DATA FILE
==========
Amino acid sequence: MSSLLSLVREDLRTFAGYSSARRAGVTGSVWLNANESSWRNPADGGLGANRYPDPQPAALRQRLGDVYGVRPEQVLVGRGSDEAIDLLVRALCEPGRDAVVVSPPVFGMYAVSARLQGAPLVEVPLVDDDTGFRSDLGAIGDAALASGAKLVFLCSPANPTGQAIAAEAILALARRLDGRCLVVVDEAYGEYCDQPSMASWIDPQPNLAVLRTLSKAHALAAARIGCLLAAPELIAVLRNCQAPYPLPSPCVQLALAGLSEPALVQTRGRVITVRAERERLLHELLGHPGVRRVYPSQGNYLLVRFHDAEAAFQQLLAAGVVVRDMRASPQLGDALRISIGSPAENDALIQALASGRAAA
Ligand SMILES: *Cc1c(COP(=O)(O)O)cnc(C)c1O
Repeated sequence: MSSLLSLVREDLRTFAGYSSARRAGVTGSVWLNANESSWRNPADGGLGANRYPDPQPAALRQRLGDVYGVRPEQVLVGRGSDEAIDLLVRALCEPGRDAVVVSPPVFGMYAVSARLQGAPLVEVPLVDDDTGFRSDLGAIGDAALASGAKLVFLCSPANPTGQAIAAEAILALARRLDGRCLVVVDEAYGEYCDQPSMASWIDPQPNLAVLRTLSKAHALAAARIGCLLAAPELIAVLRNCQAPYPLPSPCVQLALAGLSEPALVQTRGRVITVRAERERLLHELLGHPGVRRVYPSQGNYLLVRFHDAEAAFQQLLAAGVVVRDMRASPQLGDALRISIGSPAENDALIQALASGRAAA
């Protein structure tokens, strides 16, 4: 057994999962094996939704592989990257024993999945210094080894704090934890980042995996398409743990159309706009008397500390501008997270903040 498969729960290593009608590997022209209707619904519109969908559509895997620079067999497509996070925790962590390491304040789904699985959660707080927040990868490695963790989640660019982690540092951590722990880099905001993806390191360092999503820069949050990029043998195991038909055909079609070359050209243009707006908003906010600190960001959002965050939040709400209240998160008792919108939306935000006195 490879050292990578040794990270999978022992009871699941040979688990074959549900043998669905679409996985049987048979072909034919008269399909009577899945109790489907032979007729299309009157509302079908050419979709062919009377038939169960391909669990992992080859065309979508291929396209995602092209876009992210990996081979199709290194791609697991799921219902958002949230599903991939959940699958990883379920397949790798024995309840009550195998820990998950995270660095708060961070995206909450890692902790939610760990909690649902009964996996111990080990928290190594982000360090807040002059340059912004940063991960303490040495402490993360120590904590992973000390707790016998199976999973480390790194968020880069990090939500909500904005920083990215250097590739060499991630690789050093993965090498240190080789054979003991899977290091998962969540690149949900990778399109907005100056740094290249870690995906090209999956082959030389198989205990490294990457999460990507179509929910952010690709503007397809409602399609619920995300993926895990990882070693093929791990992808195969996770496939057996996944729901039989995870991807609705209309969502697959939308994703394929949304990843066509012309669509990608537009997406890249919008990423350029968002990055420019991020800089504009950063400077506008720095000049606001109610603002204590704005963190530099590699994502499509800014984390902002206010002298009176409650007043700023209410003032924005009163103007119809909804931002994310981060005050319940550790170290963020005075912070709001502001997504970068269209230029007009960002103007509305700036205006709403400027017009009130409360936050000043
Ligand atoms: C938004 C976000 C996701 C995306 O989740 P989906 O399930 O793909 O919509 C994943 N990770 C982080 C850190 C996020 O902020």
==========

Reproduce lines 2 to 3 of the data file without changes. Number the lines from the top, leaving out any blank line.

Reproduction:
Ligand SMILES: *Cc1c(COP(=O)(O)O)cnc(C)c1O
Repeated sequence: MSSLLSLVREDLRTFAGYSSARRAGVTGSVWLNANESSWRNPADGGLGANRYPDPQPAALRQRLGDVYGVRPEQVLVGRGSDEAIDLLVRALCEPGRDAVVVSPPVFGMYAVSARLQGAPLVEVPLVDDDTGFRSDLGAIGDAALASGAKLVFLCSPANPTGQAIAAEAILALARRLDGRCLVVVDEAYGEYCDQPSMASWIDPQPNLAVLRTLSKAHALAAARIGCLLAAPELIAVLRNCQAPYPLPSPCVQLALAGLSEPALVQTRGRVITVRAERERLLHELLGHPGVRRVYPSQGNYLLVRFHDAEAAFQQLLAAGVVVRDMRASPQLGDALRISIGSPAENDALIQALASGRAAA